.timeoutDuration(properties.timeoutDuration)
                .build();
    }

    @Override
    protected Publisher<MutableHttpResponse<?>> doFilterOnce(HttpRequest<?> request, ServerFilterChain chain) {
        return null; // TODO: implement
    }

    @Override
    public int getOrder() {
        return Ordered.LOWEST_PRECEDENCE;
    }

}

Now, for our doFilterOnce method:

@Override
protected Publisher<MutableHttpResponse<?>> doFilterOnce(HttpRequest<?> request, ServerFilterChain chain) {
    var key = getKey(request);
    var limiter = getLimiter(key);

    if (limiter.getPermission(config.getTimeoutDuration())) {
        return chain.proceed(request);
    } else {
        return createOverLimitResponse(limiter.getDetailedMetrics());
    }
}

For our case, key should be based on IP (if user is not authenticated) or his email and that's how getKey should be implemented.

private String getKey(HttpRequest<?> request) {
    return request.getUserPrincipal()
            .map(Principal::getName)
            .orElseGet(() -> request.getRemoteAddress().getAddress().getHostAddress());
}

Resilience4j stores information of how many tickets are left for users in RateLimiter objects. We want to create or retrieve one based on key derived from HTTP request.

private AtomicRateLimiter getLimiter(String key) {
    return limiters.get(key, AtomicRateLimiter.class, () ->
            new AtomicRateLimiter(key, config)
    );
}

Then, when we have a RateLimiter, we try to get a permission. If we succeed, we proceed with the filter chain. In case our user issued too many requests, we return 429 Too Many Requests error (take a look here https://httpstatuses.com/429), created by the createOverLimitResponse method.

private Publisher<MutableHttpResponse<?>> createOverLimitResponse(AtomicRateLimiterMetrics metrics) {
    var secondsToWait = Duration.ofNanos(metrics.getNanosToWait()).toSeconds();

    var message = "Maximum request rate exceeded. Wait " + secondsToWait + "s before issuing a new request";

    var body = new ErrorResponse(message);

    return Flowable.just(
            HttpResponse.status(HttpStatus.TOO_MANY_REQUESTS)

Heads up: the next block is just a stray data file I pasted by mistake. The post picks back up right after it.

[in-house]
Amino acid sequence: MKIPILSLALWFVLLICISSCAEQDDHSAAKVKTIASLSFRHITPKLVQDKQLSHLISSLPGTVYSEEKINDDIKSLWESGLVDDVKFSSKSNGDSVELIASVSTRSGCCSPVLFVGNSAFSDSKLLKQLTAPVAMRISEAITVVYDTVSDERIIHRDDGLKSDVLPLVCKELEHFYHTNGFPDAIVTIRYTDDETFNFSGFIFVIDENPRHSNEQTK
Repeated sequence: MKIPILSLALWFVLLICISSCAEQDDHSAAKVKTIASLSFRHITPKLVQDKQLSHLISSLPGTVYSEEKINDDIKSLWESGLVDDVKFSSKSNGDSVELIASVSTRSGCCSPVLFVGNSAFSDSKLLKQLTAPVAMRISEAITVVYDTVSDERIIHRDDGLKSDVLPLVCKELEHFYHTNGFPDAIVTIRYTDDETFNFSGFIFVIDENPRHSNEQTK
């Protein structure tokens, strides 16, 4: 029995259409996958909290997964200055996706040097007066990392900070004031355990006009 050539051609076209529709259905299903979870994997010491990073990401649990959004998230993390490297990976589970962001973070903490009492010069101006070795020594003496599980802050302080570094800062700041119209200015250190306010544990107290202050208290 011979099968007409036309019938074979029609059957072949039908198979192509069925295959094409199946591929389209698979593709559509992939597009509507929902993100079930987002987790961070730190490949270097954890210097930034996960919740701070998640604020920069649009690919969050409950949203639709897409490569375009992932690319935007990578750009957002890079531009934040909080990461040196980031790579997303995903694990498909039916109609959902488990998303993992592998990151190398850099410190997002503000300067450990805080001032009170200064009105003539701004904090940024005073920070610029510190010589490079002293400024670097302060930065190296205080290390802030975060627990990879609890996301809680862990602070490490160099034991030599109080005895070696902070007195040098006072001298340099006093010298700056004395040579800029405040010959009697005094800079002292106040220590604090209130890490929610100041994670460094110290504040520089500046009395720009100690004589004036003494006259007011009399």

.header(HttpHeaders.RETRY_AFTER, String.valueOf(secondsToWait))
                    .body(body)
    );
}

In case you wonder, ErrorResponse is just a simple wrapper around an error message:

// ErrorResponse.java

package com._98elements.mnjwtdemo;

import com.fasterxml.jackson.annotation.JsonProperty;

public class ErrorResponse {

    @JsonProperty("error")
    private final String error;

    public ErrorResponse(String error) {
        this.error = error;
    }

    public String getError() {
        return error;
    }

}

Step 3: Testing

Let's use siege and ngrep to check how our application behaves under pressure. Hint: on Mac both are available using Homebrew.

To start our app execute:

$ ./gradlew run

> Task :compileJava
Note: Creating bean classes for 6 type elements

> Task :run
12:33:20.971 [main] INFO  io.micronaut.runtime.Micronaut - Startup completed in 1037ms. Server Running: http://localhost:8080

Let's start sniffing on port 8080 using ngrep (sudo is necessary) and bomb the server with requests using siege (3 concurrent users, each issuing 10 requests from the same IP):

$ sudo ngrep -W byline -d any host localhost and port 8080
interface: any
filter: ( host localhost and port 8080 ) and (ip || ip6)
$ siege -c 3 -r 10 "http://localhost:8080/login POST"
[alert] Zip encoding disabled; siege requires zlib support to enable it
** SIEGE 4.0.4
** Preparing 3 concurrent users for battle.
The server is now under siege...
HTTP/1.1 400     0.50 secs:     195 bytes ==> POST http://localhost:8080/login
...
HTTP/1.1 400     0.03 secs:     195 bytes ==> POST http://localhost:8080/login
...
HTTP/1.1 429     0.11 secs:      79 bytes ==> POST http://localhost:8080/login

After depleting the pool of permissions server refused to process more requests and returned HTTP 429 Too Many Requests.

T 127.0.0.1:8080 -> 127.0.0.1:52735 [AP] #11102
HTTP/1.1 429 Too Many Requests.
Retry-After: 4.
Date: Thu, 14 Feb 2019 14:25:58 GMT.
content-type: application/json.
content-length: 79.
connection: close.
.
{"error":"Maximum request rate exceeded. Wait 4s before issuing a new request"}